Learn to Cave - Cave Conservation
Caves are a unique and very special part of our natural environment. Because of their slow and gradual formation over many thousands of years, fantastic passage shapes develop, breakdown occurs, sediments are deposited, beautiful calcite formations build up, and various creatures find a home. To be the first to enter such a place is an experience unlikely to be forgotten but unfortunately one that only a few people will be privileged to have.
The maintenance of these features in as near a natural state as possible is what conservation is about. Their deterioration can only detract from the pleasure of going underground. The CNCC (Council of Northern Caving Clubs) publish a set of guidelines for the protection of the underground environment here.
Here are a few guidelines compiled by the sports national body:
Comply with any access requirements
Different caves have different rules both for obtaining access and for the correct way to behave in the cave. These rules are designed to help with cave conservation and every caver should support this aim by following any guidelines. Group leaders should make certain that the whole group understands and follows any guidelines.
Respect the rights and privacy of land owners
All cave entrances are on land belonging to someone. Sometimes cavers have special access arrangements with statutory conservation bodies, but more often we rely on the good will of the land owner. Always remember that the land owner has the right to deny access; respect their privacy and comply with any access conditions or risk losing access for all.
Cave with care and within your abilities
A moment of carelessness, perhaps caused by fatigue, can ruin formations and sediment deposits that are thousands of years old. Always look before you touch or tread. When leading others, your planned trip should be appropriate for the capabilities of the group. Remember, caves are a place to pass through in awe and wonder. They are not an assault course.
Avoid touching or damaging formations
It is sometimes tempting to touch formations because they look so inviting. This should be avoided because the formations will be soiled. It should be remembered that formations are not always made of pretty crystals; they may be mud, sand or rock and all should be treated with the same respect.
Keep to marked routes and do not cross conservation tapes and barriers
Recommended routes may be marked or sometimes whole passages may be taped off to protect formations, items of scientific interest or simply to preserve untrodden areas of cave for future generations. Stay on the correct side of the tape, keep to the route and if in doubt, don't proceed.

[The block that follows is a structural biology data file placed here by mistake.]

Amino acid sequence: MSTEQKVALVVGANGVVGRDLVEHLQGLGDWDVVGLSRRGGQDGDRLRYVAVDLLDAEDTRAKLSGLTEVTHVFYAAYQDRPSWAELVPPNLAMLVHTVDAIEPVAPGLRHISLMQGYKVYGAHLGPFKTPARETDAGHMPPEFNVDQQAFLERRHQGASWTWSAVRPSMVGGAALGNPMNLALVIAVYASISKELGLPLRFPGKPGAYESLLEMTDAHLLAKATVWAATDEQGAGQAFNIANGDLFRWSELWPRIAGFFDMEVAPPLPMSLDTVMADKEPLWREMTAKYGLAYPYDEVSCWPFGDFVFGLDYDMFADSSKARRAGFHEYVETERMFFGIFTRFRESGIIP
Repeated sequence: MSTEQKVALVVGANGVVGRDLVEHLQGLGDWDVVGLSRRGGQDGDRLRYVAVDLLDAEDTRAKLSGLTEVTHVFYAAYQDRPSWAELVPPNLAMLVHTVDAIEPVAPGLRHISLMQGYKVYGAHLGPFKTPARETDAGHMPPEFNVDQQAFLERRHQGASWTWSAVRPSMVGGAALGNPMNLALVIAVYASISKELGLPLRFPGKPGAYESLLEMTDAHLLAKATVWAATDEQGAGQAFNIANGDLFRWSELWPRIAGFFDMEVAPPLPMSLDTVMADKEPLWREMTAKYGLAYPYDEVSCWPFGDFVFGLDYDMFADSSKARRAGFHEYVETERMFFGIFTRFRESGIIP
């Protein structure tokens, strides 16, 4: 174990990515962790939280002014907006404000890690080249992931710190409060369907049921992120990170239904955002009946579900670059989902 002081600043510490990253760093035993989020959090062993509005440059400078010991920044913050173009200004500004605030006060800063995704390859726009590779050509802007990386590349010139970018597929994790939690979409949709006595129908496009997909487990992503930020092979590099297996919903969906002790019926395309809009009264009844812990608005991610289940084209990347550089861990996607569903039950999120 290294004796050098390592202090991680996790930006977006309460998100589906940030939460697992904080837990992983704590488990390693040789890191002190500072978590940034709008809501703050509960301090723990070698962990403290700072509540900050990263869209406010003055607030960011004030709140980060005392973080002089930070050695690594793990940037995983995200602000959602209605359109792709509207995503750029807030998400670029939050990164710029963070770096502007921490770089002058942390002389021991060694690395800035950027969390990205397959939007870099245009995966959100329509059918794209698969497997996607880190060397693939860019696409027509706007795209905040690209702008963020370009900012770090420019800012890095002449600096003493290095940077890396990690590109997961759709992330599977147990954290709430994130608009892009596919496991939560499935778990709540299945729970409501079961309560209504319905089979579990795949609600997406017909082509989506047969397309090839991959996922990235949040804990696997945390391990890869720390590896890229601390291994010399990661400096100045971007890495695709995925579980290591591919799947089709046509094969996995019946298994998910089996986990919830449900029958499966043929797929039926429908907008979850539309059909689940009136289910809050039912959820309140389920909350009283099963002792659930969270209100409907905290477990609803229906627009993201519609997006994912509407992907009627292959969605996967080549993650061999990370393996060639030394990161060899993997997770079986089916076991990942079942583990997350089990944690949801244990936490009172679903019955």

Protect cave wildlife and do not disturb bats
Many creatures live in caves and often go unnoticed by passing cavers. The environment is fragile and care must be taken not to disturb it by, for example, dropping food or polluting water. Bats are among some of Britain's most endangered species and are given special protection in law. If seen in a cave they should be left alone and passed as quickly and quietly as possible.
Do not pollute the cave, leave nothing behind
Except under exceptional circumstances, nothing that is taken into a cave should ever be left in. Take out all litter, food and waste. Because of the toxic waste produced by carbide lamps electric lighting is preferred.
Archaeological and other remains should not be disturbed
The cave environment often contains important palaeontological and archaeological remains. These may include industrial and pre-industrial artifacts. They should not be disturbed and only investigated by competent specialists.
Set a good example for others to follow
One way to pass on good conservation practices to others is through education and setting a good personal example. Be responsible, show an interest and understanding of caving and demonstrate cave conservation in action.
Take nothing but photographs
Nothing, except for litter left by the careless, should ever be removed from a cave. Broken formations and other geological specimens including rocks should be left untouched.
Do not interfere with scientific equipment
To study the cave environment it is often necessary to leave expensive and fragile equipment underground. Disturbing this may damage the equipment and destroy valuable work.